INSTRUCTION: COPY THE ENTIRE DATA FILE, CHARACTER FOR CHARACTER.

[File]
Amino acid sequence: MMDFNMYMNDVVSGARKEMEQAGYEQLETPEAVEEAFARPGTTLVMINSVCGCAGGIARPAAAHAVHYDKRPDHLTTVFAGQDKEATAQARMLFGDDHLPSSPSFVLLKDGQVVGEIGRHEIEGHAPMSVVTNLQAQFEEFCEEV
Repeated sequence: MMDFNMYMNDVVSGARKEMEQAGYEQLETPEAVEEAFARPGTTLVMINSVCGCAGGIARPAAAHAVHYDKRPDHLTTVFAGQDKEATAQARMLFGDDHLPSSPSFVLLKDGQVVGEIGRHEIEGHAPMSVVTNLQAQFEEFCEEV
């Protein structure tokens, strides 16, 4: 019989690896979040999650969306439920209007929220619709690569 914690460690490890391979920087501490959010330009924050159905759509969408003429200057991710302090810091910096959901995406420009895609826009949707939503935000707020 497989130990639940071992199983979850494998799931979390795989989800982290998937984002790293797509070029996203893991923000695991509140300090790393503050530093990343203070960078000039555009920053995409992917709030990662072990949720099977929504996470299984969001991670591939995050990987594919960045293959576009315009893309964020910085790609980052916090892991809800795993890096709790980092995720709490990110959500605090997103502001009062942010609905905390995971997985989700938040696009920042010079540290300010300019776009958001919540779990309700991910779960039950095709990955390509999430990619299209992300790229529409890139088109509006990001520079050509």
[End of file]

Amino acid sequence: MMDFNMYMNDVVSGARKEMEQAGYEQLETPEAVEEAFARPGTTLVMINSVCGCAGGIARPAAAHAVHYDKRPDHLTTVFAGQDKEATAQARMLFGDDHLPSSPSFVLLKDGQVVGEIGRHEIEGHAPMSVVTNLQAQFEEFCEEV
Repeated sequence: MMDFNMYMNDVVSGARKEMEQAGYEQLETPEAVEEAFARPGTTLVMINSVCGCAGGIARPAAAHAVHYDKRPDHLTTVFAGQDKEATAQARMLFGDDHLPSSPSFVLLKDGQVVGEIGRHEIEGHAPMSVVTNLQAQFEEFCEEV
């Protein structure tokens, strides 16, 4: 019989690896979040999650969306439920209007929220619709690569 914690460690490890391979920087501490959010330009924050159905759509969408003429200057991710302090810091910096959901995406420009895609826009949707939503935000707020 497989130990639940071992199983979850494998799931979390795989989800982290998937984002790293797509070029996203893991923000695991509140300090790393503050530093990343203070960078000039555009920053995409992917709030990662072990949720099977929504996470299984969001991670591939995050990987594919960045293959576009315009893309964020910085790609980052916090892991809800795993890096709790980092995720709490990110959500605090997103502001009062942010609905905390995971997985989700938040696009920042010079540290300010300019776009958001919540779990309700991910779960039950095709990955390509999430990619299209992300790229529409890139088109509006990001520079050509």